Last year, two large studies, including one in Copenhagen, found that running extends life expectancy by as much as six years. But there was a catch: People who ran 15 to 20 miles, or about two and half hours, per week enjoyed the added years. Those who ran 30 miles or more did not live longer. Moreover, the higher-mileage runners showed signs of heart scarring.
That data suggested there is a threshold to running's benefits, a ceiling at which we'd be better off resting or maybe walking than logging more miles. But Martin Matsumura, M.D., a cardiologist and researcher at the Lehigh Valley Hospital in Allentown, Pennsylvania, isn't convinced that's the case. He suspects other factors, such as family history and medication use, contribute to the adverse effects on the heart, and he's launched a study to begin to uncover them.
"I have a suspicion there are confounders, other habits that are connected to the cardiovascular events, and that it's not, 'If you run beyond 30 miles [per week] you scar your heart and drop dead sooner,'" Matsumura said by phone from his office in the Lehigh Valley. "But what are those habits? What differentiates these runners? That's part of what I hope to find out."
The study consists of an online survey directed at runners age 35 and older. It asks 45 wide-ranging questions, from weekly mileage to smoking habits to coffee consumption. Family health history is assessed, as is the use of ibuprofen and other non-steroidal anti-inflammatory drugs and thyroid medication, many of which may have negative effects on the heart.
Matsumura said the study also aims to begin teasing out what degree of running is most beneficial. It will offer a snapshot of masters runners' training and racing habits as well as their perception of running's risk to the heart.
"There's a growing population of masters runner who want to maintain not just fitness but competitiveness, but there's very little guidance on how to assess risk to the heart involved in running as you age," he said.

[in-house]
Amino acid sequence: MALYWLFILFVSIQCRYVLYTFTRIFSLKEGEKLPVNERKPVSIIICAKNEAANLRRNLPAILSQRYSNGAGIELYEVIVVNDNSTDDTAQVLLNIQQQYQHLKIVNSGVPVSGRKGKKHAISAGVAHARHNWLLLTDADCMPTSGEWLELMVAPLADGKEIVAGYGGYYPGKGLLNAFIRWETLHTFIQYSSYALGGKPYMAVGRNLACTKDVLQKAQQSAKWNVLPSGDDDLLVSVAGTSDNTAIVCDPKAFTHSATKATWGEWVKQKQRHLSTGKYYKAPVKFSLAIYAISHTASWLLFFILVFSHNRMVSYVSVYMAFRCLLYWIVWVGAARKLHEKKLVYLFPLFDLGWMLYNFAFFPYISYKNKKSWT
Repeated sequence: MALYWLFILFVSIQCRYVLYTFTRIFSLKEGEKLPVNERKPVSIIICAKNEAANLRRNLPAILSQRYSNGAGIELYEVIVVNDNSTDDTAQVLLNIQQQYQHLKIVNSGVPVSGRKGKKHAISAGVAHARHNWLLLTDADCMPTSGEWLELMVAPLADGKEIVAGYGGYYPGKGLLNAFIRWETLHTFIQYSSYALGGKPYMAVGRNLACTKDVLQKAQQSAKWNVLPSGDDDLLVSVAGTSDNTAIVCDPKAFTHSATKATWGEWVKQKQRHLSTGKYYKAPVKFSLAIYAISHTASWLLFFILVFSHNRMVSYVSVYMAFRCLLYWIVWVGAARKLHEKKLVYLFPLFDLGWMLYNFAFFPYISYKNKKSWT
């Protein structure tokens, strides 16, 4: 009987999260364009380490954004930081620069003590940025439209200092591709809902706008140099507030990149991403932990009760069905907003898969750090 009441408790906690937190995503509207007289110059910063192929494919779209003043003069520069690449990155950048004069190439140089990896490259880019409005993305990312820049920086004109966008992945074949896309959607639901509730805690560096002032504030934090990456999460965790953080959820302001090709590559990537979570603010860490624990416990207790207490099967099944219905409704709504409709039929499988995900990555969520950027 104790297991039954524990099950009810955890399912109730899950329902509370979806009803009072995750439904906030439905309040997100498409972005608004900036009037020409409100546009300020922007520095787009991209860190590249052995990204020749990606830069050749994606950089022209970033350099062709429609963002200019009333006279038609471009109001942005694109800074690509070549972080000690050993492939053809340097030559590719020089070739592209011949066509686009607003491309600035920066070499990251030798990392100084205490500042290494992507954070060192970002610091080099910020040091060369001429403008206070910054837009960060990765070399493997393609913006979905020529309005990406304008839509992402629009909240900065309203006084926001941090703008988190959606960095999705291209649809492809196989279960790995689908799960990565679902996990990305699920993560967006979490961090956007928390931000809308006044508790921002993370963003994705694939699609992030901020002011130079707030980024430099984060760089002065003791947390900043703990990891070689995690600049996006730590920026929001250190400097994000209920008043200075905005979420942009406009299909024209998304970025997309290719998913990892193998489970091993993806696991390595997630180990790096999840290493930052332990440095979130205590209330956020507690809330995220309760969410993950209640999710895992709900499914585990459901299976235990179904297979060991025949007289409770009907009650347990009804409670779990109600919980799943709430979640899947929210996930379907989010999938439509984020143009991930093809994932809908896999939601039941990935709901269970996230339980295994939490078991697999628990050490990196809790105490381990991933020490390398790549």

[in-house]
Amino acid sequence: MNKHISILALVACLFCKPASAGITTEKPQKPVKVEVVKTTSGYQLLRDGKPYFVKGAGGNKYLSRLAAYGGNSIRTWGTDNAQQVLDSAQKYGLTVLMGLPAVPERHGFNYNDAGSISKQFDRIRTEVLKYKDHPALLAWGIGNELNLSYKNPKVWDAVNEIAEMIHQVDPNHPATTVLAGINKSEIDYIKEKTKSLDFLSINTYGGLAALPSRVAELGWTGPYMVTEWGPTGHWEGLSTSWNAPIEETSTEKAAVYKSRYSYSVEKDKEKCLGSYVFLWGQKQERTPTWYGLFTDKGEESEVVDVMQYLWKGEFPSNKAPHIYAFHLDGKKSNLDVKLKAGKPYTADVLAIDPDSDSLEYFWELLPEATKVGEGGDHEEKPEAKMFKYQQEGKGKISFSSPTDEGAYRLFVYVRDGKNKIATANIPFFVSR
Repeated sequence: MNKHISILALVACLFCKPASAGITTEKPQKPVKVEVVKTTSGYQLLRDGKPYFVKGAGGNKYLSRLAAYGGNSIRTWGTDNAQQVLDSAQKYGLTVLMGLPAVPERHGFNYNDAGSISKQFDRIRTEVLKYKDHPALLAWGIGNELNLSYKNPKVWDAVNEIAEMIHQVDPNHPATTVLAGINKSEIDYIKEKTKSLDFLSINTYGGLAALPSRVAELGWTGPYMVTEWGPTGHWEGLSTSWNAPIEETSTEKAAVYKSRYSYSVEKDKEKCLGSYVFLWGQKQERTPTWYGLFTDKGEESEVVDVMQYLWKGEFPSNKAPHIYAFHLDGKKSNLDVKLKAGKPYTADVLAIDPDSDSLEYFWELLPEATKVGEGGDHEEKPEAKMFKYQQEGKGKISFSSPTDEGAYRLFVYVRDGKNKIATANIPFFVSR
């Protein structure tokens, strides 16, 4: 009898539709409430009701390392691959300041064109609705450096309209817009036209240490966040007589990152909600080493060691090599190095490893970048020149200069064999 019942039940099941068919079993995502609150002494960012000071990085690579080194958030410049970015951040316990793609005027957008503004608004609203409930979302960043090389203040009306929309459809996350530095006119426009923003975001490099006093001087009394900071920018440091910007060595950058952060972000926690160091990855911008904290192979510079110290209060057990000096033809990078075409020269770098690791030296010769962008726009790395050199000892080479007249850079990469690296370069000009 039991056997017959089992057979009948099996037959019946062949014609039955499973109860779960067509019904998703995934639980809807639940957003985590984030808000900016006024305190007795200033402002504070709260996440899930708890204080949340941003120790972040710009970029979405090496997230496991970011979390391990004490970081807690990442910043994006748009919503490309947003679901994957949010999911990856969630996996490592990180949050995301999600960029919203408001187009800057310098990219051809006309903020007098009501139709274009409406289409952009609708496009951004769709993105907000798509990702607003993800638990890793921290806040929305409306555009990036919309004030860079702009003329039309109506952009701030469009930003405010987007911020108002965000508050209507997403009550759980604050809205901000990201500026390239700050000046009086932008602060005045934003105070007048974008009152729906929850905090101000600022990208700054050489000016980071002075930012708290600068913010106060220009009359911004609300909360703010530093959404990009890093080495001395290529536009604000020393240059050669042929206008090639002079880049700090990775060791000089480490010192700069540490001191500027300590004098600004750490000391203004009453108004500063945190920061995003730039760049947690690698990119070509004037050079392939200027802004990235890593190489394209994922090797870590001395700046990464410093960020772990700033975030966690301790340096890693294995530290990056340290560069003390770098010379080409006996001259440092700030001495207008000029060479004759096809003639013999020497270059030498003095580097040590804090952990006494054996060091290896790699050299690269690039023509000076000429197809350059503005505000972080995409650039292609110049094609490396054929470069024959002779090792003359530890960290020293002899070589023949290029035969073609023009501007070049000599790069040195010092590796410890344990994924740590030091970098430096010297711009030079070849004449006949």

Matsumura's own heart problem influenced his decision to conduct the research. Matsumura, 47, is a former collegiate 800-meter specialist who now runs 25 to 30 miles a week. He has no family history of heart disease, but last fall he had a coronary stent placed in one of his arteries.
"It was out of the blue," Matsumura said, adding that he does not believe his heart issue was the result of too much running, but that its cause is puzzling.
At present, about 1,000 people across all age groups have taken the survey, including a large number of triathletes. The triathletes' participation is a bonus, said Matsumura, as it will enable him to assess the role of aerobic cross-training in the U-shaped relationship between running and life expectancy found in the earlier research.
Matsumura emphasized the survey is one step in ongoing research. He wasn't open to speculating on what he expects to find, nor does he allow himself to peek at the data early to get preliminary results. But he hopes more people will participate. "It'll be up as long as people respond," he said.
You can take the survey here.
Source: Heart and Education in Heart